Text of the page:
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These 3 Sectors Are Leading Stocks Higher

By Dan Caplinger – Updated Apr 23, 2019 at 3:59PM

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Find out what's behind the rally.

The stock market has delivered impressive returns so far in 2019, with several key market benchmarks posting double-digit percentage gains. For the most part, the rally has been broad-based, and it's hard to find pockets of the market that have seen outright losses this year.

Nevertheless, some sectors of the market are doing better than others. When it comes to the 11 sectors that the company behind the Select Sector SPDR line of ETFs tracks, the best returns so far have come from Industrials Select Sector SPDR (XLI 0.35%), Energy Select Sector SPDR (XLE 1.37%), and Technology Select Sector SPDR (XLK -0.81%).

XLI Chart

XLI data by YCharts.

Powering ahead with industrials

The industrials sector has been the big winner so far in 2019, and a quick look at the performance of stocks within the sector makes it easy to see why. Solid gains in stocks from aerospace and railroads to heavy equipment and delivery services have helped power the industrials ETF higher by close to 20% when you include dividend income.

Among top stocks in the space, two stand out. Boeing has been a big winner from the rising demand for commercial aircraft, and many see future purchases staying steady or growing further even from today's attractive levels. At the other end of the spectrum, General Electric has seen its stock bounce back substantially from its big losses in 2018, and investors are increasingly excited that a new CEO can come up with a viable strategic direction that will result in a lasting recovery.

Energy picks up steam

Energy stocks have also done well, which comes as somewhat of a surprise given recent price trends. Natural gas prices have given up their recent gains, and even crude oil hasn't made a whole lot of progress, albeit rising from their worst levels of the year late in 2018.

Welder working on pipeline fittings.

Energy has started 2019 a close second to industrial stocks. Image source: Getty Images.

The energy ETF has almost 40% of its assets invested in the top two U.S. integrated oil giants in the market, and they've both managed to post double-digit percentage returns for the year. But some even better performance has come from other parts of the space, including select companies in the oil services, midstream pipeline, and exploration and production areas. If West Texas intermediate crude can continue to make progress toward the $60s on a per-barrel basis, it could bode well for the energy sector throughout 2019.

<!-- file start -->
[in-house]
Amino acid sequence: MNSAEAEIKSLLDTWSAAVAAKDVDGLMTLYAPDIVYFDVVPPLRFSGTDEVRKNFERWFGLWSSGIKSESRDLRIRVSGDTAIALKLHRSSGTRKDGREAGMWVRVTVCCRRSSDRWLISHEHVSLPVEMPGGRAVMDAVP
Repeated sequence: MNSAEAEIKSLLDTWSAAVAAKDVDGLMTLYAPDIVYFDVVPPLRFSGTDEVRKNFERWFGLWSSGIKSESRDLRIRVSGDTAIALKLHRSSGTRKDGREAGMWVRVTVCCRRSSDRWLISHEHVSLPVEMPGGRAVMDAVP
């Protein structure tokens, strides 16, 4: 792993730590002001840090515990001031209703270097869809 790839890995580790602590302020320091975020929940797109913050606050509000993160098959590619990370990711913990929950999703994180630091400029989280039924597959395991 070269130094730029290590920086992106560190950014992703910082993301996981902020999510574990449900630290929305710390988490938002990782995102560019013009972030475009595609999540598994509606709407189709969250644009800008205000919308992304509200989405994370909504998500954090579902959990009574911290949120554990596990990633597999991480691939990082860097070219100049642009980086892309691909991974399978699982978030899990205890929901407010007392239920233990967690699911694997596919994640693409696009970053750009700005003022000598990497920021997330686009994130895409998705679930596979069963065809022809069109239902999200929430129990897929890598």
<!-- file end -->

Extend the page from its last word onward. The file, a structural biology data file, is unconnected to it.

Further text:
A tech rebound

Finally, the technology sector just managed to edge out some other rivals to claim the No. 3 spot. Performance in tech has been a mixed bag, with several big-name giants in the space lagging the overall market. But a couple of areas have seen noteworthy rebounds in the first two months of the year.

The biggest is the chip space, where Micron Technology has been able to post a 30% rise so far in 2019. After a big drop on fears that the memory cycle had run its course, Micron and its peers have found new life as investors reassess the chances of a tech downturn.

At the same time, bets on turnarounds have also picked up steam. IBM is one of the best performers in the Dow, as investors believe that Big Blue might finally be poised to reverse its multi-year streak of sluggish business. Some fear that the company has bounced back too far too fast, but for now, shareholders are buying into the idea that IBM can turn its acquisition of Red Hat into new growth opportunities. If that proves to be the case, it could mark a major upward reversal for Big Blue's shares.

Check out the latest earnings call transcripts for companies we cover.

Will these trends last throughout 2019?

It's too early to decide whether industrials, energy, and technology will be able to sustain their outperformance and end up being the big winners in 2019. But based on early signs, things are looking good for these sectors. If the market keeps rising, it'll probably be because these areas of the economy keep leading the way higher.

Dan Caplinger owns shares of Boeing. The Motley Fool is short shares of IBM. The Motley Fool has a disclosure policy.

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